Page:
It's not quite the same thing as the Democratic Party's snub of the prolife Pennsylvania Gov. William Casey in 1992, but John Kerry's campaign has broken with tradition by not inviting the host city's Catholic archbishop to deliver an invocation during this week's Democratic convention. As Michael Paulson and Patrick Healy report in The Boston Globe,
The Kerry campaign said it has not invited Sean P. O'Malley, the archbishop of Boston. O'Malley's spokesman, the Rev. Christopher J. Coyne, said recently that O'Malley planned to be out of town this week.
"We never reached out to Archbishop O'Malley to deliver the invocation," said a Kerry spokeswoman, Stephanie Cutter. "We are seeking to arrange having [the priest] from the Paulist Center to deliver the invocation, since that is John Kerry's home church."
As the Globe also makes clear, O'Malley has not been the toughest critic among Catholic bishops of Kerry's consistent support of abortion rights:
A few bishops, including Archbishop Raymond L. Burke of St. Louis, have said they would deny Communion to Kerry based on his support for abortion rights. But other bishops, including O'Malley, have said that while Catholic politicians who support abortion rights should not seek Communion, the church would not deny it to those who do.
The church itself is spare, consisting of a medium-sized auditorium built in the Federalist tradition. The ceiling is high and there are pews both on the ground floor and in the balcony. The altar in the front is tiny. Hanging in the space above it is the only artwork of note: a large, abstract sculpture of Christ, behind which hangs a tree trunk, in roughly the space of a cross.
There are no kneelers in the church and the atmosphere is decidedly casual. (Of the hundred or so people at Mass on Sunday morning, only two men wore coat and tie.) At times the Mass departs from the Catholic text. During the Nicene Creed, for example, the sections on believing in only "one Lord" ("We believe in one Lord, Jesus Christ, the only Son of God, eternally begotten of the Father, God from God, Light from Light, true God from true God . . . ") and only "one holy Catholic and apostolic Church" are excised from the prayer.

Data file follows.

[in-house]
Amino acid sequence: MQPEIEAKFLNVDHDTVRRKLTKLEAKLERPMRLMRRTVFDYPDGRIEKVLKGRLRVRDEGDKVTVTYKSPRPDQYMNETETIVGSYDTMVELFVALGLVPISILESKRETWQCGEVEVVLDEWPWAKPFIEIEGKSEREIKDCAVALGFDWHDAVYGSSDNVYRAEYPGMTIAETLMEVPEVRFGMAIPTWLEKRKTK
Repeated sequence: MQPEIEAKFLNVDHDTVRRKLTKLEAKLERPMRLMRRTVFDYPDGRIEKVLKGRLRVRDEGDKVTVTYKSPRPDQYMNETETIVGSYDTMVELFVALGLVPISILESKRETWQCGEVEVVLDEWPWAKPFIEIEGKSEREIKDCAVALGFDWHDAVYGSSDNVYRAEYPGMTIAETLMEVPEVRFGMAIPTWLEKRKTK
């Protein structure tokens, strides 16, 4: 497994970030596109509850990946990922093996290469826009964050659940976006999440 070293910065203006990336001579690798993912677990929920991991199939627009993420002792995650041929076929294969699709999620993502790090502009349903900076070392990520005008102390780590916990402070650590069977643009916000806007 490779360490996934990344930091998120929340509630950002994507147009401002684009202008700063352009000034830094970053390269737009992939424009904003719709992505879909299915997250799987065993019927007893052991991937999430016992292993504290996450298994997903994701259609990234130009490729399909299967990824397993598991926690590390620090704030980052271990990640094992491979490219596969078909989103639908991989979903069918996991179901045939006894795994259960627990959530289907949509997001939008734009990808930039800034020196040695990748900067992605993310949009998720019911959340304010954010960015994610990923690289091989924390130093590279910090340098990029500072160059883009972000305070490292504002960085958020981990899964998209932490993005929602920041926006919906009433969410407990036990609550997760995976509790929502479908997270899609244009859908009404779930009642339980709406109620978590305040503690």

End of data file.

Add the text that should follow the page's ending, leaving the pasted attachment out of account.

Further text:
. . . The ideology which brings people to the Paulist Center is best explained by the Center's Mission Statement which declares, "Attentive to the Holy Spirit, we are a Catholic community that welcomes all, liberates the voice of each and goes forth to live the Gospel of Jesus Christ." (Before Mass, this Mission Statement is projected, in large type, onto the wall above the altar, on either side of the statue of Christ.) In their Vision Statement, the Center goes on to explain that they aspire to serve "those persons searching for a spiritual home and those who have been alienated from the Catholic Church."
The subtext here -- with talk of liberating voices and welcoming people alienated from those other mean Catholic churches -- is that the Paulist Center is Catholic, but not really: more Episcopal lite; or orthodox Unitarian.
The practical consequence of this attitude is that if John Kerry isn't the least bit conflicted about stumping for abortion and taking communion, the people at the Paulist Center are even less conflicted about giving him the Host.
Amid all the fuss about whether John Kerry would be denied Communion because of his stance on abortion, it's worth noting which side has followed through on thoughts of exclusion.